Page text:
'In no hurry for Rio quest'

'In no hurry for Rio quest'

The Rio Olympics next year might be her big goal but Indian badminton ace Saina Nehwal stressed on Wednesday that she is currently focusing on one tournament at a time and there will be no hurry in her preparations for the quadrennial event.

“It is very early to talk about the Olympics. I want to focus on the upcoming tournaments. There is Denmark Open coming up followed by the French Open.
The major goal, certainly, is to be fully prepared for the Olympics but for now, I intend to do well in these competitions and keep my confidence high,” she said on the sidelines of the Midnight Marathon launch here.

Saina regained the world No 1 status in August following her silver medal at the World Championships in Jakarta. She admitted it is a huge responsibility to be at the top. “It is not very easy to be at your best in a game like badminton. There is a lot of pressure being world No 1. Every day is a challenge. I want to reach as many finals as possible in the coming days and be consistent.”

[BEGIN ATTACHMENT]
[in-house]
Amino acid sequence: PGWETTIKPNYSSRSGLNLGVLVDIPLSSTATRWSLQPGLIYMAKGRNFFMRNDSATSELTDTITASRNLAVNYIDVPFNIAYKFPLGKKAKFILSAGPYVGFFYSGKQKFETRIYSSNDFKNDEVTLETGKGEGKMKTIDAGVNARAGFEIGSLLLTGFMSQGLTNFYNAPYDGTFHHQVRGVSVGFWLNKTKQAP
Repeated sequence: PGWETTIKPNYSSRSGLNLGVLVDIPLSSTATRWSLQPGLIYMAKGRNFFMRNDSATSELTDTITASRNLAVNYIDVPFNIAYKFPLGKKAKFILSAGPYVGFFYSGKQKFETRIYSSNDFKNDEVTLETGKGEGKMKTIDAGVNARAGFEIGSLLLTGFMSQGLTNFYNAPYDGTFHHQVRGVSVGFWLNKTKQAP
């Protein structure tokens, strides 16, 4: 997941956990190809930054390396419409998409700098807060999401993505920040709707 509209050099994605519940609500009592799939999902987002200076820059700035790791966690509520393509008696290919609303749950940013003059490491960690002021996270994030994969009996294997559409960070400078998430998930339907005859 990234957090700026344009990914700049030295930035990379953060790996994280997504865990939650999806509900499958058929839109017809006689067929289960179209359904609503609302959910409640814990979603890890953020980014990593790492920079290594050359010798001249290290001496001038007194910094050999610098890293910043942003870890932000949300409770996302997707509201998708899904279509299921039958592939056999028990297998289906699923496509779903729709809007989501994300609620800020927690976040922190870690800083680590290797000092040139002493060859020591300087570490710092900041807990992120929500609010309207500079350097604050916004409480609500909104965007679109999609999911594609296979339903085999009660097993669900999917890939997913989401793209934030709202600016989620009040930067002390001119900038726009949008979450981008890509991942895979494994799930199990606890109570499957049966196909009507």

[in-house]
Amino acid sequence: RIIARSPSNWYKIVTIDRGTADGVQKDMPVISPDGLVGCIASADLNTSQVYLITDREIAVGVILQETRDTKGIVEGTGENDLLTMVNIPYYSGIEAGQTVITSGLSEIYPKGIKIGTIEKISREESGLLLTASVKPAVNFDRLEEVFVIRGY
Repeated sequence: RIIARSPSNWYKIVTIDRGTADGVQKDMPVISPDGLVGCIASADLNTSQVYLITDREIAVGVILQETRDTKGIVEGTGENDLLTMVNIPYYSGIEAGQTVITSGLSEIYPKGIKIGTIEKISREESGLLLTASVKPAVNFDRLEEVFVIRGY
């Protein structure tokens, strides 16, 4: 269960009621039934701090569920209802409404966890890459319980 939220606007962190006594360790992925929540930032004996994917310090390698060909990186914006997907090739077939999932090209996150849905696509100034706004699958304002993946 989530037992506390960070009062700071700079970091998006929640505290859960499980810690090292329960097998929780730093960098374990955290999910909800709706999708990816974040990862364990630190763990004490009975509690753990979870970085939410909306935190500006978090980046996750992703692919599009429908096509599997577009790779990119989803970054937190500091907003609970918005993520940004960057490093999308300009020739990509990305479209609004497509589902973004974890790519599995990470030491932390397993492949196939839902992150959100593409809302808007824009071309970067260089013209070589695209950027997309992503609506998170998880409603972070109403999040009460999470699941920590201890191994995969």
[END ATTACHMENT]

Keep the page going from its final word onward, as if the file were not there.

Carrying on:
Saina said a leg injury had hampered her at last month’s Japan Open, where she was ousted by the unseeded local girl Minatsu Mitani. “I suffered an injury in my leg at the World Championships and I took some time to recover. It affected my performance in Japan but I am fully fit now and I want to make sure I remain injury-free,” said the 25-year-old.

Spain’s Carolina Marin has been Saina’s fierce rival in the recent times, having got the better of the Indian in the finals of two major tournaments –– the All England and the Worlds, this year. The Hyderabadi acknowledged she is happy with the healthy competition and praised the emergence of good players from Spain and Thailand.

“It’s a good sign that there excellent players making a mark from countries other than China. At the same time, the Chinese players cannot be underestimated. We need to be on our toes all the time to get favourable results.”

Aiming to impress in the second edition of the Indian Badminton League next year, Saina felt apart from giving exposure to talented players through such tournaments, better training facilities at the grass-root level will help the country produce good players. “There are very few good badminton training centres in the country. Lot more support should go towards building better academies.”

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